Even though Kevin Kwan’s “Crazy Rich Asians” – with its over the top depiction of very wealthy Asians and their ludicrously extravagant lifestyles – makes for a fun and entertaining read, and further showcases unique features of Singapore, in particular, it is let down by its lacklustre character development as well as an abrupt and unsatisfactory conclusion. With character development, there is first the packed cast of characters who are, narrative-wise, not meaningfully connected to one another beyond their family or fraternal relationships, and beyond the themes of dysfunction and superficiality as a consequence of their wealth and status. Second, often portrayed as passive victims of (family) circumstances, the characters exhibit little to no growth or development.
These characters include the couple of protagonists Nicholas Young and Rachel Chu, who despite their credentials as well-educated professors in New York University appear incapable of standing up for themselves or pushing back against bullying behaviours when they are in Singapore. Young’s refusal to make sense of his family background and to explain it to Chu – even after being urged to by his well-meaning cousin, Astrid Teo – is compounded by his absence whenever she is on the receiving end of abuse or snobbery. She is, in other words, thrown into the deep end with no help whatsoever. Chu, along this tangent, is frustratingly disempowered, and this uncomfortable dynamic means the couple lumbers to an inevitable conflict with Young’s family, as the reader is left hanging in the end.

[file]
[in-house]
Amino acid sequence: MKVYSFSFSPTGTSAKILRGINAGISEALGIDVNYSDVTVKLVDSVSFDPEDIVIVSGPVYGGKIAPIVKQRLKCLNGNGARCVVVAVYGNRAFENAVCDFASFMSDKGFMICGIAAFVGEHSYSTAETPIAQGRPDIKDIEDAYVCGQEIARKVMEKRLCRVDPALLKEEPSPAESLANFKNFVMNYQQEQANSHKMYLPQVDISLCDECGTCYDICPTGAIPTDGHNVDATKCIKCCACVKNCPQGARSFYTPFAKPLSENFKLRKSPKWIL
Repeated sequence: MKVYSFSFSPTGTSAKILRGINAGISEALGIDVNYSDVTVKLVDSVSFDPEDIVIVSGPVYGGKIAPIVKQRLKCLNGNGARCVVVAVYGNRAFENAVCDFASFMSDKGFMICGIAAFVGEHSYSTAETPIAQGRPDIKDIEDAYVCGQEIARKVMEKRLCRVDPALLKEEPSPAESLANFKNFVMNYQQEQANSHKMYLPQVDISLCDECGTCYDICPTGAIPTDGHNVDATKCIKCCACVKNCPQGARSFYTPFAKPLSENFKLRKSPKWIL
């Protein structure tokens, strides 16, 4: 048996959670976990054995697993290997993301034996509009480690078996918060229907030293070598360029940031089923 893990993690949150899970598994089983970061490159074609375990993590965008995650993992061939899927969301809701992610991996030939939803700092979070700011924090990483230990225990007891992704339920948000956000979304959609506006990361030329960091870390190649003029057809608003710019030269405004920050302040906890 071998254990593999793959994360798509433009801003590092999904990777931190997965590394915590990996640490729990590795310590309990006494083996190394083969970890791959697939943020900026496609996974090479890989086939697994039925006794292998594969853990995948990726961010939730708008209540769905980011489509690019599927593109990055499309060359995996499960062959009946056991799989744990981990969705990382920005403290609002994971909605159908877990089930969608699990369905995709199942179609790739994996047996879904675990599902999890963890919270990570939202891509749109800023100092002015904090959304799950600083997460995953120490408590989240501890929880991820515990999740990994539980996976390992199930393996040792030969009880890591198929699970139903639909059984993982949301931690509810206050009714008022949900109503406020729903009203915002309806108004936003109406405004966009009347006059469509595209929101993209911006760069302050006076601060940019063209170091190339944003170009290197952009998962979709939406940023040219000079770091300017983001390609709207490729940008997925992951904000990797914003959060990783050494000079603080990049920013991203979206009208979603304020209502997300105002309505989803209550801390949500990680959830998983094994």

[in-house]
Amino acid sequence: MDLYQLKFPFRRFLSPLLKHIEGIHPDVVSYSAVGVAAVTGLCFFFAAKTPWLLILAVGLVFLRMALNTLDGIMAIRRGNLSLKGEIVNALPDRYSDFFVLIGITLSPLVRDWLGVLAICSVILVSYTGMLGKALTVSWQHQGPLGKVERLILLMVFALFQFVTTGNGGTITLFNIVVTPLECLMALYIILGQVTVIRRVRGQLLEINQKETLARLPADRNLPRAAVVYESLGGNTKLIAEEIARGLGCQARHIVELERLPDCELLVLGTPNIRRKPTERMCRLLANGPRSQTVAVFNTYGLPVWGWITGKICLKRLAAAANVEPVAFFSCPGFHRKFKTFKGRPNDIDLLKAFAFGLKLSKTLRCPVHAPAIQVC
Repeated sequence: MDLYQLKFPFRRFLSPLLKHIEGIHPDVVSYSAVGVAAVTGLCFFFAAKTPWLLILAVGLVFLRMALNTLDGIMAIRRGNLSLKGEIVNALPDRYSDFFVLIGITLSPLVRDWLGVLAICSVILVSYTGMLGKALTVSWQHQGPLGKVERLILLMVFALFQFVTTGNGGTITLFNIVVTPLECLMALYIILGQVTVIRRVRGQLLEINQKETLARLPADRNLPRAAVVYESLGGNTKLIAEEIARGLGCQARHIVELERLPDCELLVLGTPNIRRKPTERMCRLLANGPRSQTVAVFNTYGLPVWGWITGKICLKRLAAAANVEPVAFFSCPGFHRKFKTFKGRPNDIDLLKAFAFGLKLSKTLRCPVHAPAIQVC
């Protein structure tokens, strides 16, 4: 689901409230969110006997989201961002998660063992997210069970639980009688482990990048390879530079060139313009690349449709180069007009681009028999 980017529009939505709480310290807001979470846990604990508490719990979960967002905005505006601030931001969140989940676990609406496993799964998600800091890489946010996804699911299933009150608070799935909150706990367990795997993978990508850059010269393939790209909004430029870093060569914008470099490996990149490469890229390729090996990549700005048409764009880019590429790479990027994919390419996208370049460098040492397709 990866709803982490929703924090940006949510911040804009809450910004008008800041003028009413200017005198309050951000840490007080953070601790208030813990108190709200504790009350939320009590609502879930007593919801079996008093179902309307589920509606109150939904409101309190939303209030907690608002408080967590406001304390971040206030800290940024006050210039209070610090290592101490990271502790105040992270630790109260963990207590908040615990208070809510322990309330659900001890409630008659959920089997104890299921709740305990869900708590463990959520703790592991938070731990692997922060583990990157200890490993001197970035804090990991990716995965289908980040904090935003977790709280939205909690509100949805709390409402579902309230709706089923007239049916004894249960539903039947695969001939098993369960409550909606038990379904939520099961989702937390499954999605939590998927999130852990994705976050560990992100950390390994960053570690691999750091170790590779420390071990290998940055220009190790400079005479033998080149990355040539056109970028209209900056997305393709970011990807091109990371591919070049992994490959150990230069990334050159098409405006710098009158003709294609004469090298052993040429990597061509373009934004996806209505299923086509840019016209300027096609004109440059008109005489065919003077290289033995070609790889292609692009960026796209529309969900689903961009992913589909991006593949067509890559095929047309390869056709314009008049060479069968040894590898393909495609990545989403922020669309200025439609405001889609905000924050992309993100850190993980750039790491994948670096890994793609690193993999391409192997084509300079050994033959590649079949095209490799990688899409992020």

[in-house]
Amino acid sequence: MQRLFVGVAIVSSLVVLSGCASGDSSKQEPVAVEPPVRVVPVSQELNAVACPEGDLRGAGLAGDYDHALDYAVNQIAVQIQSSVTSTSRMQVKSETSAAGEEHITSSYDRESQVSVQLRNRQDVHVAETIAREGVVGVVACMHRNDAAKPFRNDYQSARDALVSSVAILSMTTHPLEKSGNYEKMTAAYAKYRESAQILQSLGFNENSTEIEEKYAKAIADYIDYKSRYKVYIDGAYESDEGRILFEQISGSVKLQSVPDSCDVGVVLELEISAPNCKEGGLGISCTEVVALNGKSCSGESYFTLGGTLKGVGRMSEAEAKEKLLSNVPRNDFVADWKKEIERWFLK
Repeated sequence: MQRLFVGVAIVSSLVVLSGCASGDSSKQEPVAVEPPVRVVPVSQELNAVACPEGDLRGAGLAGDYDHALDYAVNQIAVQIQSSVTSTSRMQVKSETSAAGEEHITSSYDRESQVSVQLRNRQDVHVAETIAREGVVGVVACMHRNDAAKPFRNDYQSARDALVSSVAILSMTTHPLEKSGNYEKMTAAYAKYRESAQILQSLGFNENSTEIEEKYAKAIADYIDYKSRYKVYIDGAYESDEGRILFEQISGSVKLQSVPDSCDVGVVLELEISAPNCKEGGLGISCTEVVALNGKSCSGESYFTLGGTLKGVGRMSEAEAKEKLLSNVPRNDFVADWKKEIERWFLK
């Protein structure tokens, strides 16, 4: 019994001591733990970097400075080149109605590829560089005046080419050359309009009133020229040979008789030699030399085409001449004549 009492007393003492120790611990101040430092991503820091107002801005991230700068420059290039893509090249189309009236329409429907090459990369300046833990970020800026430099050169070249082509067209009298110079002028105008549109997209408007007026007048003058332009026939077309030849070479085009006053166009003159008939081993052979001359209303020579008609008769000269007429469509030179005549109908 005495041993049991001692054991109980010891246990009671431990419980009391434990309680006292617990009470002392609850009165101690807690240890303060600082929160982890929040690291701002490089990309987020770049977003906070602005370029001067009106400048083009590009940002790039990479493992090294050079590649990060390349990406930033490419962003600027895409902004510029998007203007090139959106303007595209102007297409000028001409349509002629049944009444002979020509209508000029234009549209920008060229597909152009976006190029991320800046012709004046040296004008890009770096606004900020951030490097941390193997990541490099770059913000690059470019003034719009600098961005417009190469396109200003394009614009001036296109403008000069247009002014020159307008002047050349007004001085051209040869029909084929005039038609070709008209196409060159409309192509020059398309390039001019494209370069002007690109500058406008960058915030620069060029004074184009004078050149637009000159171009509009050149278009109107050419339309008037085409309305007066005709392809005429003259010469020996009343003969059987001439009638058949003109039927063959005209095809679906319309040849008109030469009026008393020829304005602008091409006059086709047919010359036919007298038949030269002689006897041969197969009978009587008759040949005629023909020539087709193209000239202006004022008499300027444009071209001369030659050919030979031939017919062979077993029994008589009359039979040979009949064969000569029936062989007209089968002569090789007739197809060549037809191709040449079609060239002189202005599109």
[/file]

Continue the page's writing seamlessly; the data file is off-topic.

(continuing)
“Crazy Rich Asians” has since been adapted into a film (this writer has not watched it yet), and while the ensuing discourse has focused on questions of representation and whether the Singaporean challenges with poverty and inequality have been overlooked, it is not difficult to see why Kwan’s novel – with its over-the-top descriptions of the grand wedding between Singapore’s most eligible bachelor Colin Khoo and fashion icon Araminta Lee, the obscene and ostentatious displays of wealth at social functions and even family events, and the barb-laden conversations (and internal monologues) between characters living in their crazy, rich, and Asian (Chinese, more precisely) bubble – would translate well onto the big screen. Ill-suited for social commentary, it feels whimsical and hardly meant to be taken seriously.